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Province House

165 Richmond Street, Charlottetown, Prince Edward Island, Canada

Formally Recognized: 2004/05/18

Showing neoclassical elements; Province of PEI
Back Elevation facing University Avenue
Coloured Postcard Image of Provincial Building on Queen's Square, Charlottetown, early 1900s; Unknown
Side Elevation
No Image

Other Name(s)

Prince Edward Island Legislative Building
Province House

Links and documents

Construction Date(s)

1843/01/01 to 1847/01/01

Listed on the Canadian Register: 2004/10/01

Statement of Significance

Description of Historic Place

Province House, a National Historic Site, is a major heritage resource in Prince Edward Island. It is centrally located at the heart of Queen's Square at the foot of Great George Street in Charlottetown, the capital of PEI. The 3 storey building is constructed in the Neoclassical style. The designation includes the footprint of the building.

Heritage Value

Province House stands as a monument to the ingenuity of local artisans in Prince Edward Island in the mid-19th Century. Constructed by Issac Smith, a local architect, this Neo-Classical gem was completed in 1847. It was a bicameral design, housing both the legislative assembly (elected) and the legislative council (appointed) on the second floor. The PEI Supreme Court was also housed in the building until 1872. As the political centre of the province, Province House has also been the focal point for numerous public events including royal visits and public demonstrations. The most famous event associated with the building is the meetings held in September 1864 of delegates from Nova Scotia, New Brunswick and the Canadas to debate the efficacy of joining together in a new country. These meetings occurred in the Legislative Council chamber on the second floor. The building is currently restored to the era of the 1860s and is operated by Parks Canada. It continues to be the focal point of political life in the province and historically has served as the "cradle of Confederation" when the union of the British North American colonies was first debated there in 1864 - leading to the creation of the Dominion of Canada in 1867.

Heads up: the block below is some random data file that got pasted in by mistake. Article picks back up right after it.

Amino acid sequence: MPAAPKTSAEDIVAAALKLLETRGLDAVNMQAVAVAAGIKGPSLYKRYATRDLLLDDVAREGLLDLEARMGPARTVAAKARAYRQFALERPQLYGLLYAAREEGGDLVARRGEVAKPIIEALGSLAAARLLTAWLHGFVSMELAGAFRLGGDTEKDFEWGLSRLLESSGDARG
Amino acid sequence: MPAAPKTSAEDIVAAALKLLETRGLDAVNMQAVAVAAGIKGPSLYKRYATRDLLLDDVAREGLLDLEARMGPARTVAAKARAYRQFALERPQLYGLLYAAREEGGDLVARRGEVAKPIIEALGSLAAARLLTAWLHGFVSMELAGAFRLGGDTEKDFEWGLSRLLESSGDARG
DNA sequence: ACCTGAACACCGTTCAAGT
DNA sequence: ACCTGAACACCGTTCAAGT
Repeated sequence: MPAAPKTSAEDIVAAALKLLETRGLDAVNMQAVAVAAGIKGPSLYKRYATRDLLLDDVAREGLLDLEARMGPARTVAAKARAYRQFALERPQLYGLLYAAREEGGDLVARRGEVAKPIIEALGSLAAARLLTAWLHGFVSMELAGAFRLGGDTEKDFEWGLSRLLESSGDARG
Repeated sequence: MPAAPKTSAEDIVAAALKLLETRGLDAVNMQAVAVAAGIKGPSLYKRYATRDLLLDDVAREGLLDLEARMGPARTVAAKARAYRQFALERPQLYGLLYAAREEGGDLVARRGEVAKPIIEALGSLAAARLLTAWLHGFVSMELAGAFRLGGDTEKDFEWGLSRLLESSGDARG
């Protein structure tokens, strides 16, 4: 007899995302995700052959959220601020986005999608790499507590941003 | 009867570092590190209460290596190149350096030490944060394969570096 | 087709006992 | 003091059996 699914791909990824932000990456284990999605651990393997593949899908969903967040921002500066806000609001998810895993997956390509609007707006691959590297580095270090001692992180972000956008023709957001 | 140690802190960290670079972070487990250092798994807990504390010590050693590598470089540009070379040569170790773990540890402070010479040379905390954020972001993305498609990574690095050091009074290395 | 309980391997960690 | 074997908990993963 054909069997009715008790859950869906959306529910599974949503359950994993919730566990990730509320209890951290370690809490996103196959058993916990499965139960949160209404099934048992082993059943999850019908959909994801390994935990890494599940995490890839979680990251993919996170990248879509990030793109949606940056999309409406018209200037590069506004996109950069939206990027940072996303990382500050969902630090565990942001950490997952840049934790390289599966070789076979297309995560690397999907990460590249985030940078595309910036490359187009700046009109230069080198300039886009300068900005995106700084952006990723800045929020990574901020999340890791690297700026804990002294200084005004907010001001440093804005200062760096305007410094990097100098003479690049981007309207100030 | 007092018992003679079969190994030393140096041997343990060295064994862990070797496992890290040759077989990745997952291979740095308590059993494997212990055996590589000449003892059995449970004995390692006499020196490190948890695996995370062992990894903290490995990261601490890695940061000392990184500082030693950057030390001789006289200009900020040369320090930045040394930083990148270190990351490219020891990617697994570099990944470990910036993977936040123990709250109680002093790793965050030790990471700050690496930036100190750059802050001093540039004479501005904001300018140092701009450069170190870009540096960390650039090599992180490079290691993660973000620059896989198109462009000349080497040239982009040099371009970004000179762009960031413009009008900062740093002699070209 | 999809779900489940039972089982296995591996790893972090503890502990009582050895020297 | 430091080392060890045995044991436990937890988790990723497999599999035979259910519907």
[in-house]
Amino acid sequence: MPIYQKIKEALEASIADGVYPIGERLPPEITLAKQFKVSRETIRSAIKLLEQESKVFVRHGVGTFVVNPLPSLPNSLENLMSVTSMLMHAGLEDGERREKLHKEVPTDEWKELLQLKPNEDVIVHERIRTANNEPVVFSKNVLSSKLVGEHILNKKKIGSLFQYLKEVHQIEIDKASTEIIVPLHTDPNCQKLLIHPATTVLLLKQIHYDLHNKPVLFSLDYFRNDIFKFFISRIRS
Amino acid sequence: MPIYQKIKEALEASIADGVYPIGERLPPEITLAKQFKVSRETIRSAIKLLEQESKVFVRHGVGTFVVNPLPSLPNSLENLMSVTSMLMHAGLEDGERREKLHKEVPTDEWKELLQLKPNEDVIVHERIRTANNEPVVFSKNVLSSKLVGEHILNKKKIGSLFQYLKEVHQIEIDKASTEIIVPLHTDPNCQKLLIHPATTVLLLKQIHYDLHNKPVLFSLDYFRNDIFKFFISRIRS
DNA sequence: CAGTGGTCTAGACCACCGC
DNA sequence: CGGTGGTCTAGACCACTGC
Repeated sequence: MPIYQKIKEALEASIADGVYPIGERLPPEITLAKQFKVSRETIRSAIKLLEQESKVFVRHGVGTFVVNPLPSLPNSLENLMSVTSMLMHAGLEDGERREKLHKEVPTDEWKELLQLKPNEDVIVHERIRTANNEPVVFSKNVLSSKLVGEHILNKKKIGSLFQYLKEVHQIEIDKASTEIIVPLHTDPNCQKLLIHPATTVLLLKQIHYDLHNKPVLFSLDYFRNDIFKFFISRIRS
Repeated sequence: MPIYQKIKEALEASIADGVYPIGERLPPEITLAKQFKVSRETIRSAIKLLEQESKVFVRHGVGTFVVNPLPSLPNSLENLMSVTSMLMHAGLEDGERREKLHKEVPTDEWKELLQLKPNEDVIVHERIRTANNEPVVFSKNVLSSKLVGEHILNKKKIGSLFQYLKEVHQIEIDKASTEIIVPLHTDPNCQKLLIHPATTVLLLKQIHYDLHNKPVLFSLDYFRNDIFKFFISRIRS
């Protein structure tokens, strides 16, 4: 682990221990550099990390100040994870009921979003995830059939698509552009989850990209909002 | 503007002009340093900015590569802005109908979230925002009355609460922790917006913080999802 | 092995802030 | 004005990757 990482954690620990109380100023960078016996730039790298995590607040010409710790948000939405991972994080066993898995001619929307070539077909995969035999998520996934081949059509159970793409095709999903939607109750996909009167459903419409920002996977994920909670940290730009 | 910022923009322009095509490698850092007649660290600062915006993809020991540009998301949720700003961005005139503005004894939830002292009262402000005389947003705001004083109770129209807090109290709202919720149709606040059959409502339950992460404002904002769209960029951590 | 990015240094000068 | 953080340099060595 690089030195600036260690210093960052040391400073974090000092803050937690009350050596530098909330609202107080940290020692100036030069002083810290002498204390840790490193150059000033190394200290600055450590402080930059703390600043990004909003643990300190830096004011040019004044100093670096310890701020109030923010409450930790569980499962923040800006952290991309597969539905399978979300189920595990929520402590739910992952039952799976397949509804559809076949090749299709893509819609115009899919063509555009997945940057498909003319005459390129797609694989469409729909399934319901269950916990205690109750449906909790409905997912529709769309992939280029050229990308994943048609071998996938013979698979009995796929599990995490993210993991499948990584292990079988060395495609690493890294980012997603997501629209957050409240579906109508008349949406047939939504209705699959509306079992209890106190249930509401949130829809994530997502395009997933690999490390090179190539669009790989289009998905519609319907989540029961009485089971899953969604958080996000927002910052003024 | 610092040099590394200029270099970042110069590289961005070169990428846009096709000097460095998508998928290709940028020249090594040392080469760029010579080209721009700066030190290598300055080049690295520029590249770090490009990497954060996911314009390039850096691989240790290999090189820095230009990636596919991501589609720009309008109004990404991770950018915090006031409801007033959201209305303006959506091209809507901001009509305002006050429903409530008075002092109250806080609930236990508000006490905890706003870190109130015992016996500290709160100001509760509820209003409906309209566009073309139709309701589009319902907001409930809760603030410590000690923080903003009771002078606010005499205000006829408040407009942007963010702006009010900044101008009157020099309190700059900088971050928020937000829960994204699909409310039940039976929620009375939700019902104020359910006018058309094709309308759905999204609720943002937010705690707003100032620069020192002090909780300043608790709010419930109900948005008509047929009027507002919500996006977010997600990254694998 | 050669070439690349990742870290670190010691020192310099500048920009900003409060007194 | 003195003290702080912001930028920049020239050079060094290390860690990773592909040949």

Source: PEI Heritage Advisory Committee Files

Character-Defining Elements

The Neo-Classical elements of Province House give character to the structure and should be preserved:

- Italian-renaissance motifs of its temple-like portico which visually organizes the facade into three equal portions

- 4 pedimented windows on the second floor

- corresponding regular windows on the third floor

- four doric columns which range from the second floor to the roof

- the wide oval doorway framed by two fluted columns on the ground floor

- the three over three windows on either side of the portico



Prince Edward Island

Recognition Authority

Province of Prince Edward Island

Recognition Statute

Heritage Places Protection Act

Recognition Type

Designated Historic Place

Recognition Date


Historical Information

Significant Date(s)


Theme - Category and Type

Governing Canada
Politics and Political Processes

Function - Category and Type



Legislative Building

Architect / Designer

Issac Smith



Additional Information

Location of Supporting Documentation

Located in the Culture and Heritage Division, Department of Community and Cultural Affairs, Charlottetown, PE C1A 7N8 File #: 4320-20/P

Cross-Reference to Collection

Fed/Prov/Terr Identifier




Related Places

165 Richmond Street / Province House

165 Richmond Street / Province House

Province House is a Classical Revival style public building constructed of Nova Scotia sandstone located in historic Queen Square. The building has housed the legislature since…


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